My first - also, before my second question, let me say that I'm a member of the arts community myself, as a commercial artist and studio artist full time and part time art therapist volunteer. And I love public radio journalism. Before I get to…

Ms. SCHILLER: Thank you.

MICHAEL: What concerns me that I don't like so much, first of all, have you - why has NPR never considered a merger, not only with Public Radio International, but also PBS? I have these visions of two stars from you know which 1970s Sesame workshop TV show, Morgan Freeman and Rita Moreno, leading a whole bunch…

(Soundbite of laughter)

MICHAEL: Of National Public Radio and PBS personalities, especially for children's TV, to Washington to plead on - financially on behalf of all public broadcasting. Believe me, with a merger it would seem to me that you'd have more clout in Washington.

Ms. SCHILLER: Well, you're raising a good point. A merger's not in the works, but we are great collaborators. In fact, in the last week alone I...

MICHAEL: Scott Simon has been on PBS. Yes, ma'am.

Ms. SCHILLER: Yeah, I've spent time in the last week with the heads of PRI and the heads of PBS, and we do all kinds of things together, including asking for money and raising money. We have shared resources. There are many ways in which we're connected. You know, a merger isn't necessary as long as we're collaborating along the lines that you suggest, and I agree. That is - that's an essential thing for us to do.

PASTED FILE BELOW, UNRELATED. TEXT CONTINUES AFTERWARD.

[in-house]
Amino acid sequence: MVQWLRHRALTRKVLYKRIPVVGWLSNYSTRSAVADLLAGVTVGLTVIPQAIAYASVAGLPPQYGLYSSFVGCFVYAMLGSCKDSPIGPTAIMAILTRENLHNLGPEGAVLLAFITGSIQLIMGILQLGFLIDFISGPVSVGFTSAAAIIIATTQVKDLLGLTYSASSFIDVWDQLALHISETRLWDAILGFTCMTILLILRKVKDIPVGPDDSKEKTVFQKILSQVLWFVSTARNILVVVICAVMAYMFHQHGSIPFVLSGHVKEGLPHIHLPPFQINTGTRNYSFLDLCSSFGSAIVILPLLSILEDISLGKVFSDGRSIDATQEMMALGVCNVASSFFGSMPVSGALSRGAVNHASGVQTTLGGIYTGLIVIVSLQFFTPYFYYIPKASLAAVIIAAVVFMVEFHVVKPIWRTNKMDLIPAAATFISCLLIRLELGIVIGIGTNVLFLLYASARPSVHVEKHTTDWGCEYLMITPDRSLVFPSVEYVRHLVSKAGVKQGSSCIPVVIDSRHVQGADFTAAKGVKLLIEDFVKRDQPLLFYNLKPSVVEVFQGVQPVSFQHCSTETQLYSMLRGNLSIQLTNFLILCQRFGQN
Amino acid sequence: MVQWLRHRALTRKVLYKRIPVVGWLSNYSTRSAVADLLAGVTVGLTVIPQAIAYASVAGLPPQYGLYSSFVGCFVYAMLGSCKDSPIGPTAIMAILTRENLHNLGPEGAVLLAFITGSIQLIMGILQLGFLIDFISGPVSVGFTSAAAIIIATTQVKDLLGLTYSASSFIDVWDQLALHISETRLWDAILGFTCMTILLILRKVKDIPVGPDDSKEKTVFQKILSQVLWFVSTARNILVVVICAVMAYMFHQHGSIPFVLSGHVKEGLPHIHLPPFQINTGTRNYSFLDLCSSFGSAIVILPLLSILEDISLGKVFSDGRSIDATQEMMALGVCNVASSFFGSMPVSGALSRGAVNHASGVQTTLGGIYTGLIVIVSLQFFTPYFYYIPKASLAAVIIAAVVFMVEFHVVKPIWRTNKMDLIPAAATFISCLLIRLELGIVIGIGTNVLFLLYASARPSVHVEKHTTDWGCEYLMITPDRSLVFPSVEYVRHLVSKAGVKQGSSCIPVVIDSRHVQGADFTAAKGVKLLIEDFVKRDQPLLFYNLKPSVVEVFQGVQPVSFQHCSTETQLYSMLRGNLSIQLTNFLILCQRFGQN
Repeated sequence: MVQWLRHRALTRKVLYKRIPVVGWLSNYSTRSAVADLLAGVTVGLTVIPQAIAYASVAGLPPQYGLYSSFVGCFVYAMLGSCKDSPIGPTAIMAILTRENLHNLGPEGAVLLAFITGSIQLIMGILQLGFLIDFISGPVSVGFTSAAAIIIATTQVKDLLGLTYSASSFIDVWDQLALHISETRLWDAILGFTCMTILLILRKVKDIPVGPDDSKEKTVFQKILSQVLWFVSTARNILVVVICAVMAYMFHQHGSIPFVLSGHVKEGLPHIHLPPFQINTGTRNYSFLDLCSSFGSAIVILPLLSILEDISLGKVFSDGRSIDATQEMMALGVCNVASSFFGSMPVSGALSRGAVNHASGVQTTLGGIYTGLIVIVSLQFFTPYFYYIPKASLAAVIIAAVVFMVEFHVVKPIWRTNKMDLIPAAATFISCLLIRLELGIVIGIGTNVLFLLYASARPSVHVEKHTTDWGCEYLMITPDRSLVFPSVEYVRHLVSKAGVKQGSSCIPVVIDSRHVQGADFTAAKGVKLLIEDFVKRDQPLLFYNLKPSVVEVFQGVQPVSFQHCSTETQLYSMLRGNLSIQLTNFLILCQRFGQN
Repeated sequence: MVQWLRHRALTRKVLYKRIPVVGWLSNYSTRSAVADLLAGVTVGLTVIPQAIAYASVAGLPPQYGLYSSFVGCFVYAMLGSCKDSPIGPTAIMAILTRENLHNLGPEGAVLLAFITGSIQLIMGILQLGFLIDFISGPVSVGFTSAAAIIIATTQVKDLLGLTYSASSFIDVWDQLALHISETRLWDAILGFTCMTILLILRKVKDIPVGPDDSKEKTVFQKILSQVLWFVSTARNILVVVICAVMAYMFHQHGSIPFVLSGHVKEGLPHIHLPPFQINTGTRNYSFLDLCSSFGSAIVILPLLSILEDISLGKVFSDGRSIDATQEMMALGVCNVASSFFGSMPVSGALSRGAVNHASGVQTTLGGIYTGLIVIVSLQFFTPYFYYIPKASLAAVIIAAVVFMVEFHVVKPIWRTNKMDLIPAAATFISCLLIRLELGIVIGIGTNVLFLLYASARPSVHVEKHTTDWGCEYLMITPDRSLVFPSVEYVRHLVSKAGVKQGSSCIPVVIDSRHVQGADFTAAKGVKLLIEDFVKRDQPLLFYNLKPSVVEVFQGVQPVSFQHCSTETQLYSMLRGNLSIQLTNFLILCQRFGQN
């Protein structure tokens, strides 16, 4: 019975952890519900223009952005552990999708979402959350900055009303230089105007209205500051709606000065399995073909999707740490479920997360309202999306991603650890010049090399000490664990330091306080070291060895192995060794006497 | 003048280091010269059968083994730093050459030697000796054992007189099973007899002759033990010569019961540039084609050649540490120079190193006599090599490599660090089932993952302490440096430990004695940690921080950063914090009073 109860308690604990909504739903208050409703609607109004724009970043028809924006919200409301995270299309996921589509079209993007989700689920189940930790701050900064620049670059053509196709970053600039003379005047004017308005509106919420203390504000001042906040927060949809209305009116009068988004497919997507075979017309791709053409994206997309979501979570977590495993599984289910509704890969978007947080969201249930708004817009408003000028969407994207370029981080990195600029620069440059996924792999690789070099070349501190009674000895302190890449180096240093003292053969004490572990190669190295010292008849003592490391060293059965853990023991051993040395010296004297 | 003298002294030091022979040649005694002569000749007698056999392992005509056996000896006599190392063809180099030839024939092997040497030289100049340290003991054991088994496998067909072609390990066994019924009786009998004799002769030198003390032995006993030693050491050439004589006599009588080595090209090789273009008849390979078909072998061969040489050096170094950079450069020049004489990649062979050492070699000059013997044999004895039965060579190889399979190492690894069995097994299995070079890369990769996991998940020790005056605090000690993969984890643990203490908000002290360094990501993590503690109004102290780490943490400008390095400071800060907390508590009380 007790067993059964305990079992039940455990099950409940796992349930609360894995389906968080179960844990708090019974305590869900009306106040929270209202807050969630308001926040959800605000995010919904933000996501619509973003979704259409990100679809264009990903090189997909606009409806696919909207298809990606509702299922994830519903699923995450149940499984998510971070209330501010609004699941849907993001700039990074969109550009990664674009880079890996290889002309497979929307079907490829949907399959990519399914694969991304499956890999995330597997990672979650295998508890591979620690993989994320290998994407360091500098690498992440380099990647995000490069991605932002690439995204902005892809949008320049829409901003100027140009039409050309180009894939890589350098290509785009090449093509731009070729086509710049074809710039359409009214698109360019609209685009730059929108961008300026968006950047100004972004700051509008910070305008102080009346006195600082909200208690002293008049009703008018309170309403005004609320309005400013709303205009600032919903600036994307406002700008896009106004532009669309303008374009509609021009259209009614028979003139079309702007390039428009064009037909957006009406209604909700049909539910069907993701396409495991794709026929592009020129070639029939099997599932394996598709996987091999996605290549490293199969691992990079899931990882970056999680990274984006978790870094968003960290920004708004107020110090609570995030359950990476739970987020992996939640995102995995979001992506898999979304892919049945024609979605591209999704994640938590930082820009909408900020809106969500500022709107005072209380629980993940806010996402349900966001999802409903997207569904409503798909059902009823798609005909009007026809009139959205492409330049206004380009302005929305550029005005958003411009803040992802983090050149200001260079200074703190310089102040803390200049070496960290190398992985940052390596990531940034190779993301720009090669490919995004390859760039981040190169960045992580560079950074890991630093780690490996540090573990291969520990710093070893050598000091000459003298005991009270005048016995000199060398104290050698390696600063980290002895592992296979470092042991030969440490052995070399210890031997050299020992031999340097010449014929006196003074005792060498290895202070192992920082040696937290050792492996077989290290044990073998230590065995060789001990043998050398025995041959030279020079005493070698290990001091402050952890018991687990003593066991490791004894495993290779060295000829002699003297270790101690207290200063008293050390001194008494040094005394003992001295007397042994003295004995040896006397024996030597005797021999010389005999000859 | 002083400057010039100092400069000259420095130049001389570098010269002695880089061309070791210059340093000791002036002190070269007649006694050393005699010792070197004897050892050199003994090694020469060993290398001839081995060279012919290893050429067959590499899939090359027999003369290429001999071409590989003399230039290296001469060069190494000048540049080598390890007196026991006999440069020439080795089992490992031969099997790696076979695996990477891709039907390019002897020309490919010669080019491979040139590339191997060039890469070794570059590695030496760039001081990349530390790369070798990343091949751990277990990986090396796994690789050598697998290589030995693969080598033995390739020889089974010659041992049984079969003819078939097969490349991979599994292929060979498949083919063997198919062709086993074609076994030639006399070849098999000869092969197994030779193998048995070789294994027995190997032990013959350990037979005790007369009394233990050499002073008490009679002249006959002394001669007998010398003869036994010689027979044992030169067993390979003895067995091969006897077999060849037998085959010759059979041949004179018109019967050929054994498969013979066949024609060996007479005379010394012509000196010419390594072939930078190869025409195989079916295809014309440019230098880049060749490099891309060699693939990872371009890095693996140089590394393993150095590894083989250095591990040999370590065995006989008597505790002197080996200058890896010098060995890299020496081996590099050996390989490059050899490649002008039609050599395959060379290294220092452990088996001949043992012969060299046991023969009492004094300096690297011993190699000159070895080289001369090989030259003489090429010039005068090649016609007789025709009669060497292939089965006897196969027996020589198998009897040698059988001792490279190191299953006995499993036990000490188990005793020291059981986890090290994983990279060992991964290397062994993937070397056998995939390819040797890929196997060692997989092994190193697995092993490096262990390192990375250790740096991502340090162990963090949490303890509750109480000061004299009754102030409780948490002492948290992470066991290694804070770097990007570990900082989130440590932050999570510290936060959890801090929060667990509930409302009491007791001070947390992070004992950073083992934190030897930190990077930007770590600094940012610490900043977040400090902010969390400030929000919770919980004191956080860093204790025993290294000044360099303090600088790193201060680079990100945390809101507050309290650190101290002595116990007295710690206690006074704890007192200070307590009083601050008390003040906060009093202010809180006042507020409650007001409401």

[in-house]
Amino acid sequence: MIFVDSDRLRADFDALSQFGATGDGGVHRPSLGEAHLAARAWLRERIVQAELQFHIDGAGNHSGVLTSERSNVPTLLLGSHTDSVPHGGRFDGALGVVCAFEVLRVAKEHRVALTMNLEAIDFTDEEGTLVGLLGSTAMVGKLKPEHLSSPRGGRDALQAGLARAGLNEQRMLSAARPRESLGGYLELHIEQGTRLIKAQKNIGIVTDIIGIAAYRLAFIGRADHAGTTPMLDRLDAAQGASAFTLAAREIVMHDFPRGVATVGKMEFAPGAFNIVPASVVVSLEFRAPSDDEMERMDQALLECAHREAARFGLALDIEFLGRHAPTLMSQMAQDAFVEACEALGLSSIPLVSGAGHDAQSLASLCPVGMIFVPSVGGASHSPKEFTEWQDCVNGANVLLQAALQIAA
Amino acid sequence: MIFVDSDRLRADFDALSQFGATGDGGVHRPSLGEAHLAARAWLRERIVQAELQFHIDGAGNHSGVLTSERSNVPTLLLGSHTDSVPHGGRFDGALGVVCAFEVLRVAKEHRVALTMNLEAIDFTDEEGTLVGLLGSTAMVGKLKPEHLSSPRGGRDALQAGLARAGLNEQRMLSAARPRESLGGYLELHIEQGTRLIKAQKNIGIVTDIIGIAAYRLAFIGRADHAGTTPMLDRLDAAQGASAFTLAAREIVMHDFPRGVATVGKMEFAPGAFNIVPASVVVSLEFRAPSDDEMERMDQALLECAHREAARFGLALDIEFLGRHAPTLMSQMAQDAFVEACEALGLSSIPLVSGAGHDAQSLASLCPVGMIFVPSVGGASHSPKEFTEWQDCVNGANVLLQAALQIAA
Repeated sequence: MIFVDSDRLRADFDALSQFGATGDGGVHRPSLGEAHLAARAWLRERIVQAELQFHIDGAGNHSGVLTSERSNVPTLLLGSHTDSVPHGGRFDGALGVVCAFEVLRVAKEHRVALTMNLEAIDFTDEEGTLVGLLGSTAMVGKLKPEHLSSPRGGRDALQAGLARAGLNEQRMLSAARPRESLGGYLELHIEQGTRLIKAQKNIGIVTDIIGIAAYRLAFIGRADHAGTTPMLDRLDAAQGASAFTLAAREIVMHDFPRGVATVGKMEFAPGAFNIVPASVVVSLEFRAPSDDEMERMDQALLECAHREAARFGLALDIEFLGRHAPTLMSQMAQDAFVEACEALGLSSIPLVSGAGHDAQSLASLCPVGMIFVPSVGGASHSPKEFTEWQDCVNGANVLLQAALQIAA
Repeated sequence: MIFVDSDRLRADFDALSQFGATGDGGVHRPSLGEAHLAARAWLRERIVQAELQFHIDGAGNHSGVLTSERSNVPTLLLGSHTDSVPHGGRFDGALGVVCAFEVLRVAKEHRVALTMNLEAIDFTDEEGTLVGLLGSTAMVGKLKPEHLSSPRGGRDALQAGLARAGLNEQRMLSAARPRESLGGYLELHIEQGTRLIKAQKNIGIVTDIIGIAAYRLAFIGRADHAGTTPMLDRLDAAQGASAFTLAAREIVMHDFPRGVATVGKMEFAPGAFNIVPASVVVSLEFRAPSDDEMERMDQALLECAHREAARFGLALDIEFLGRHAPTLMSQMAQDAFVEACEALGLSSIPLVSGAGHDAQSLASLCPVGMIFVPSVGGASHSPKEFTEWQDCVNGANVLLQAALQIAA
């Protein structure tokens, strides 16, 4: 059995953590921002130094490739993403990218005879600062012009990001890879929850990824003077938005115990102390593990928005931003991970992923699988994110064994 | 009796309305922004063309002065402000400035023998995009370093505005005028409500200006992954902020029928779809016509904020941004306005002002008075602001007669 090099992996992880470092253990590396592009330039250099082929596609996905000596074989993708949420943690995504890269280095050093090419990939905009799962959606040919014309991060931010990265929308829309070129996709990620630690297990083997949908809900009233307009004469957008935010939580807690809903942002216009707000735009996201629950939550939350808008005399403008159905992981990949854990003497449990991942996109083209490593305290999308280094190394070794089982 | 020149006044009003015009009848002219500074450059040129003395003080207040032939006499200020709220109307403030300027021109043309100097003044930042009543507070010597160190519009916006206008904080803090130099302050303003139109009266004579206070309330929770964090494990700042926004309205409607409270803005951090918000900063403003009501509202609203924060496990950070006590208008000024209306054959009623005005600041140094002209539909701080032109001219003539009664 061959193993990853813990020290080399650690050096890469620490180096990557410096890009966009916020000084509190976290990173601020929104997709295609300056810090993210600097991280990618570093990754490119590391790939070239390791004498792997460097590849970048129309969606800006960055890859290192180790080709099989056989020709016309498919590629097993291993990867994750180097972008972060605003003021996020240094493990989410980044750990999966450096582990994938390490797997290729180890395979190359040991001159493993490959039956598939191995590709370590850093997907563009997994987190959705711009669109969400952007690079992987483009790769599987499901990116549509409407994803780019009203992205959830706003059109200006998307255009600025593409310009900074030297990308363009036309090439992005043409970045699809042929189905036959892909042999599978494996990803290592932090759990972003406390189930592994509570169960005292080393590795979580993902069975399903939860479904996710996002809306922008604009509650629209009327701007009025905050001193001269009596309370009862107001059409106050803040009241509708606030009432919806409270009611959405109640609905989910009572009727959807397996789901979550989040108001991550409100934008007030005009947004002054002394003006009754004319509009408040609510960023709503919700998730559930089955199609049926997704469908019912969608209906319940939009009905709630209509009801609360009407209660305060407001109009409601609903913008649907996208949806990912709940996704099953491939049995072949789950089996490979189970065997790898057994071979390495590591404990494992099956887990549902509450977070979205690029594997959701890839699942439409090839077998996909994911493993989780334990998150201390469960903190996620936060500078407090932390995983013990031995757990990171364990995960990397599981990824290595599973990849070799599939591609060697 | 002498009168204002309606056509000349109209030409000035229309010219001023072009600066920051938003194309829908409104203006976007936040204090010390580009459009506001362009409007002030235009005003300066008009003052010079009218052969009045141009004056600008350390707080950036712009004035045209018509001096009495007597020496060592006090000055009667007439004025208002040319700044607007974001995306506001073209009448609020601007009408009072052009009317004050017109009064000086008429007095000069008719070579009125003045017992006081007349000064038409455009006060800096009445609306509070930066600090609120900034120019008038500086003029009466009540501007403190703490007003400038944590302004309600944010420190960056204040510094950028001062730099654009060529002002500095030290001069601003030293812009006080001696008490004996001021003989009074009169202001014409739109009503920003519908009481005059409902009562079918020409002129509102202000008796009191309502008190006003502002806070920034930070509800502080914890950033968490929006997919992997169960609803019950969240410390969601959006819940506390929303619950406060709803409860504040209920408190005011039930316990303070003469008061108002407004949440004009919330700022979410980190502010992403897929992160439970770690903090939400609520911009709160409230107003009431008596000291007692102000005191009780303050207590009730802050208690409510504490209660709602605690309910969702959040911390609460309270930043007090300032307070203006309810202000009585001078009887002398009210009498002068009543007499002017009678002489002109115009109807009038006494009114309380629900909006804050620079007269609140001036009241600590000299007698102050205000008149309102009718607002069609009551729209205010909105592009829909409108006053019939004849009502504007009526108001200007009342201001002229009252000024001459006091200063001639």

CONAN: Let's see if we can get to Jerry's email. This from Phoenix, Arizona - with every step in growth you have become disassociated with your listeners. Instead of just asking us for money, ask us for ideas, criticism, story ideas, new shows. Your personalities air spots at fundraising time, but when was the last time NPR or any of its stations held feedback sessions for listeners with station chiefs or NPR heads or bureau chiefs? How many of your stations have community listening boards that work with your stations?

Ms. SCHILLER: Wow. Bring it on. We'd love to have your feedback. Absolutely. There are various ways that you can do it - if you go to npr.org, if you call us on the phone, if you write our ombudsman. You can email me at vschiller@npr.org. You can go through your local station. We absolutely count, rely and want to hear from our listeners. I can't tell you why there haven't been sort of town hall forums on the local level, but there are multiple ways to talk to us, and we encourage you to do so, please.